Travelling doesn’t just broaden the mind – it tests the team

I’ve never understood or experienced the travel bug and so don’t empathise with friends who insist on going to far-flung places to sit on elephants or climb mountain X just for the view.

As a proud and perhaps somewhat arrogant Londoner, I’ve always suffered FOMO (Fear Of Missing Out) when not in London and have maintained the view that it is so multicultural that I literally have the whole word on my doorstep. In some respects this is true; I speak Turkish, Urdu and French with varying proficiency due to the friends and local businesses I’ve grown up with. I regularly eat really good Indian, Nigerian, Spanish and Mexican food – without much thought or planning. And I’ll admit, I’m partial to quite a few American sitcoms.

In the last quarter of this year, I’ve had to do an inordinate amount of travelling, on the acceptance of invitations to share best practice and represent the Stemettes.

At the GES Youth pre-event for the 2014 Global Entrepreneurship Summit in Marrakesh, Morrocco

Each successive trip has stayed true to the the ‘travel broadens the mind’ quote. Each trip has taught me a little but more about life, introduced me to even more differing views of news & innovations and has introduced me to new admirers of our work. Most importantly, I’ve met new inspirations for our work.

People who are facing bigger struggles than us. People working with different sets of assumptions & constraints and therefore mindsets. The new perspective, from a different setting has added dimension & context to our work and forced me to think more differently than I already do – and I already pride myself on regularly thinking ‘outside of the box’.

Each time, I’ve returned home to my norm, spilling over with more motivation for what we’re up to. I’ve been glad to be back in Blighty but not glad to have to ‘reset’ to one way of thinking or try to explain experiences & new motivations to the team. Each time, I also feel like I’m returning to a deluge of emails almost as if partners, stakeholders and new leads are literally waiting for my plane to take off before hitting ‘Send’. Team members fall ill, invoices run late and it’s a huge game of catchup – with some balls inevitably dropping. Such is life – such is an entrepreneur’s life. For all the hassle – and gosh is it hassle – of international travel, I’ve often questioned whilst sitting on a hotel bed, whether I should really be in the office with my team, on my grind.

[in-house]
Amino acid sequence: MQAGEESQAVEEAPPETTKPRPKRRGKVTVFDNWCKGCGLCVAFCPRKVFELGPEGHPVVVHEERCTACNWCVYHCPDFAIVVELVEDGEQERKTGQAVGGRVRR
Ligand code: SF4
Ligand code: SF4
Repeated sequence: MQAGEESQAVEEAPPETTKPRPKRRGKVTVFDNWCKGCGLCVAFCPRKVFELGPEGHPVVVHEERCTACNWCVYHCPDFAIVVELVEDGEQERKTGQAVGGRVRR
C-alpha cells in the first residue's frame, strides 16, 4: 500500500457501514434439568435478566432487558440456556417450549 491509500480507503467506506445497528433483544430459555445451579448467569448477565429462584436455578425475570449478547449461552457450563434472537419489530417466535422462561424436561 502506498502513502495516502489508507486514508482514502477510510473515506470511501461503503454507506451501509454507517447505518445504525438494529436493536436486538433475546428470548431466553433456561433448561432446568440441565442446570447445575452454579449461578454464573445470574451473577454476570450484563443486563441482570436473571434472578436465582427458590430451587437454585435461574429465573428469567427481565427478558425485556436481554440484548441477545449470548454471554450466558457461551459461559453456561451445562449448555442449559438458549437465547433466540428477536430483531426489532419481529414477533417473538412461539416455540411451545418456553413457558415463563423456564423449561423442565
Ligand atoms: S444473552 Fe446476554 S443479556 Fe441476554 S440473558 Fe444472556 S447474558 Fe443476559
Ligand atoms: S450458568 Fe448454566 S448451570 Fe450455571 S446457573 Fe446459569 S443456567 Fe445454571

Looking back over the past couple of months, weeks and days, early signs say it has been worth it – for the sake of all the learning & time for reflection which I wouldn’t normally set aside. A hotel room with no wifi makes you reflect rather than research. And for someone with a fair amount on, this is good.

For my major learning objective for this year – managing a team – travel has been a  fantastic way for me to ‘be Lean’ and test my team. Physical absence has meant my team have had to step in – on networking duty, on speaking duty and also step up  – in terms of making certain decisions. Being an email/WhatsApp message away has given my team a safety net, whilst allowing them to grow in their roles and not be as dependent on me.

And so, on balance, travelling hasn’t been such a bad thing. I still don’t have the travelling bug and I’m still struggling a bit with no wifi in my Marrakesh hotel room but I am learning. For that, I am thankful. So thank you to LeadArise for finally getting me to Africa (via the US Mission to the EU) and thank you Global Entrepreneurship Week for connecting me with some fantastic new inspirations. Here’s to GEW2015 and my flight home!

Three things my new team achieved whilst I was away, without too much preparation or hand-holding

– Pitching: a team member had to pitch for desk space and convince local businesses to give us the full-time desk space that we require as we grow. She convinced 4 out of 6 and now we’re working out how best to make use of the spaces on offer.

– Managing relationships: each week we have to make decisions with partners and on the events & workshops we run. Whilst I was away there were several instances of the team taking charge and informing me of the ‘Stemette’ response to each situation after they had resolved it.

– Speaking: we were invited to partner with an event and so had to present what we’ve been up to and entice more volunteers and companies to join us. Then we had to present one of our programmes to a group of students whilst the programme lead and myself were out with the current cohort. The same team member fought her demons and spoke at both – with fantastic feedback.

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